Insurance valuations for modified Porsche 911s can go a number of ways. Some 911s are modified in a way that adds to a likely selling price and also increases the replacement value: Simeon’s being one of these cars. But the value for insurance purposes is not always equal to total spend on the car.

Of course, other modified Porsches can sometimes be worth less than a nice condition original Porsche, but then life is not just about the value of objects. Sometimes it is better to do whatever floats your boat, and enjoy life rather than focusing on money.

Need an agreed insurance valuation for a UK classic Porsche? Visit our ‘Get a Valuation’ page.

Porsche Insurance Valuations for All Models

Market valuation insurance policies on classic cars are the wrong way to go. If someone steals your classic Porsche in impeccable condition tomorrow, a market value policy will create no end of hassle and may leave you seriously out of pocket. This is when you need an agreed value classic Porsche insurance policy with assistance from a UK valuation expert.

Porsche Insurance Valuations UK

Porsche valuation consultant, John Glynn, has clocked up almost thirty years in the motor industry, buying and selling cars for trade and retail. John also spent ten years as an Editor with Glass’s Guide in the UK valuing older cars, vintage classic vehicles and ‘modern classics’, for clients in the trade and the financial services industry.

“Always run an agreed value policy on your classic Porsche,” John insists. “It’s the easiest way to ensure you will be properly compensated should the worst ever happen. Never leave the total loss of a car worth tens of thousands of pounds open for debate. Always agree a value.”

John does agreed insurance valuations on classic Porsche cars that are accepted by every UK insurance company, even when an independent engineer’s inspection is required to begin with. Agreed valuations cost £35. Go to our ‘Get A Valuation‘ page to submit your details.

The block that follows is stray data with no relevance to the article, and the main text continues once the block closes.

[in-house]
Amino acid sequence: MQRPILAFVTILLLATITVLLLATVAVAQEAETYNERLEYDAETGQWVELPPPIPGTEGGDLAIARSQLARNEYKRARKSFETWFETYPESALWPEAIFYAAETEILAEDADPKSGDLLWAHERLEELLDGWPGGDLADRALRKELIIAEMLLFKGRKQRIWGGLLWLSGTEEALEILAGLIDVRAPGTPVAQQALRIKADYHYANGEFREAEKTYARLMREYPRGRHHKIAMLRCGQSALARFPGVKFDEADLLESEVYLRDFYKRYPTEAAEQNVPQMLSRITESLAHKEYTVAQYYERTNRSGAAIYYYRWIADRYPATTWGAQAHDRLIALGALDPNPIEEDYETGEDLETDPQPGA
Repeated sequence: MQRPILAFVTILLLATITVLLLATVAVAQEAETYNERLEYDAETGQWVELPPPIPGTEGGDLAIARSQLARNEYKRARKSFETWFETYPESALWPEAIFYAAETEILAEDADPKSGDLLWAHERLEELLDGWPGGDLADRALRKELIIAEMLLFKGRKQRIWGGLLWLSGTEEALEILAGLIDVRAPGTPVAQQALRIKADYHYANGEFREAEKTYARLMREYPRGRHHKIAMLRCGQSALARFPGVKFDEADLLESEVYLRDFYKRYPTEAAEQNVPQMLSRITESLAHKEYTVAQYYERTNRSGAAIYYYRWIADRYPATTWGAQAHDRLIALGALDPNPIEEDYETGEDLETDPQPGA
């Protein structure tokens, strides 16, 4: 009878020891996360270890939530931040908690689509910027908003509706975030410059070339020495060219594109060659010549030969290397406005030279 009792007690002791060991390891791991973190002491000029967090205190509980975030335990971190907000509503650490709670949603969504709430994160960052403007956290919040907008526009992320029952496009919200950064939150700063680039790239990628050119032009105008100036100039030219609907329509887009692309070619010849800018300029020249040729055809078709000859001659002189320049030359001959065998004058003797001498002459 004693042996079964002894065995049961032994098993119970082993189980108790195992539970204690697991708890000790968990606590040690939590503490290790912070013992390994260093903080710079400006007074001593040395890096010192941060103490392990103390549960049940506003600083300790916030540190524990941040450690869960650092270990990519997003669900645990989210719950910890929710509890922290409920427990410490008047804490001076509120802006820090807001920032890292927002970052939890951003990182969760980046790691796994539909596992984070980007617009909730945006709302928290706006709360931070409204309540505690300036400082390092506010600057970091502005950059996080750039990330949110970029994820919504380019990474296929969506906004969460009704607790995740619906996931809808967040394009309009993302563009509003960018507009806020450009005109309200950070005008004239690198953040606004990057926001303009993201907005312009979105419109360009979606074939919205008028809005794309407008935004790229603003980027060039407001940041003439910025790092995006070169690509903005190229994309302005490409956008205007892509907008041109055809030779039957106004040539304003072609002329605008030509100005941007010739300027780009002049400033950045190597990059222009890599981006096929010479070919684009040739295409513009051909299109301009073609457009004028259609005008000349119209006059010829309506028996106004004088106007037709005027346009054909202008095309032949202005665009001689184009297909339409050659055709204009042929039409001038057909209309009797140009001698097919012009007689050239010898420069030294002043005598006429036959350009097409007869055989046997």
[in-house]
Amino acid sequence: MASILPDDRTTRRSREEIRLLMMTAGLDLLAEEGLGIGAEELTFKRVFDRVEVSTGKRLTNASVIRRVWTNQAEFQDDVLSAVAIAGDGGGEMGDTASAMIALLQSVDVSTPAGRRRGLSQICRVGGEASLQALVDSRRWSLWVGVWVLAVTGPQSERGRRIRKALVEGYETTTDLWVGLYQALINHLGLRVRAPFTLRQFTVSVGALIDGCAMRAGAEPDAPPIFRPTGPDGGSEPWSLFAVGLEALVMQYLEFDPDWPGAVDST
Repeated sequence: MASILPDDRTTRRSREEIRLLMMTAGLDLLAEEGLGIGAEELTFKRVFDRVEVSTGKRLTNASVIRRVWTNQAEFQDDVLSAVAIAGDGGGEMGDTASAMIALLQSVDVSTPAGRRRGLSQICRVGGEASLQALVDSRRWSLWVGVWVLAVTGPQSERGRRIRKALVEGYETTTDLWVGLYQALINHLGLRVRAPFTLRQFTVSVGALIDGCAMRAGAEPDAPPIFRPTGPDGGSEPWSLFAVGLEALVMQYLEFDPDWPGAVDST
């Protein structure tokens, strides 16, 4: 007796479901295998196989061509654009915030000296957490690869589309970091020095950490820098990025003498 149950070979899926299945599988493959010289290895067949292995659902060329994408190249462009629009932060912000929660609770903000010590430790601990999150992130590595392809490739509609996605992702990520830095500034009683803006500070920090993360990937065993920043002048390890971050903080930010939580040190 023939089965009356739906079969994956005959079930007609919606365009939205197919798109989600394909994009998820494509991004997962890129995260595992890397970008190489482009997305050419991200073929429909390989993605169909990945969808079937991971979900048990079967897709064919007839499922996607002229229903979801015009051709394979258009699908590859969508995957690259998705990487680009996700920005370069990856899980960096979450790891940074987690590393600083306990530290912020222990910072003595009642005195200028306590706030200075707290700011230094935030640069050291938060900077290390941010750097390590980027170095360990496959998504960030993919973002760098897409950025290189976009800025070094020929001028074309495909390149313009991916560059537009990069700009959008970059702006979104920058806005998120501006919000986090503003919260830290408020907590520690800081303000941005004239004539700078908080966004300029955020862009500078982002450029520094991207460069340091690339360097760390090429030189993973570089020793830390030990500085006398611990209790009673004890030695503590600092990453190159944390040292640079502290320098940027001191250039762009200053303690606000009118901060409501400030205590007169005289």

Don’t own a Porsche? We own, collect and issue insurance valuations for all makes and models of classic cars. Contact us for more information.

Mileage Adjusting Classic Porsche Values

Mileage is a thorny subject on Porsches. How hard do you hit a high-mileage Porsche versus something with average distance? Everyone has an opinion: mine comes from ten years creating and maintaining mileage tables for ‘normal’ cars, as Glass’s Guide Editor for Older Cars and Consumer Values. Glass’s is like the UK’s Kelly Blue Book, and traders here are very hot on mileage adjustments.

Glass’s don’t do mileage tables for Porsche cars and the like, as mileage adjusting prestige sports and supercars is a complex strategy requiring some research into history, maintenance, big money spent and condition at the point of sale. One can’t simply say “£1,000 off per ten thousand miles” as, on some Porsche cars, that would leave nothing.

A Porsche 911 acquaintance recently sold his much-loved Porsche 993 Carrera 2S with a terrific spec. I valued this Porsche car for insurance, which prompted the owner to review his priorities: a process which led to a private sale ad on Pistonheads, and the immediate sale to a very sharp buyer.

This 993 C2S was well up on the miles at just over 200,000, but had bills totalling tens of thousands of pounds. Everything worked, including the electric hardback seats and air con. A full service history showed an engine rebuild at 187k including RS flywheel and clutch, uprated cams, and a remap to 330 bhp with 300 torques.

At 192k, the transmission was rebuilt, with new pinion shaft bearings and a Porsche Motorsport four-plate LSD. At 197k miles, the body was redone; glass out, corrosion in the screen apertures corrected and a respray in proper Vesuvius. New windscreen, and wheels refurbed to match the paint.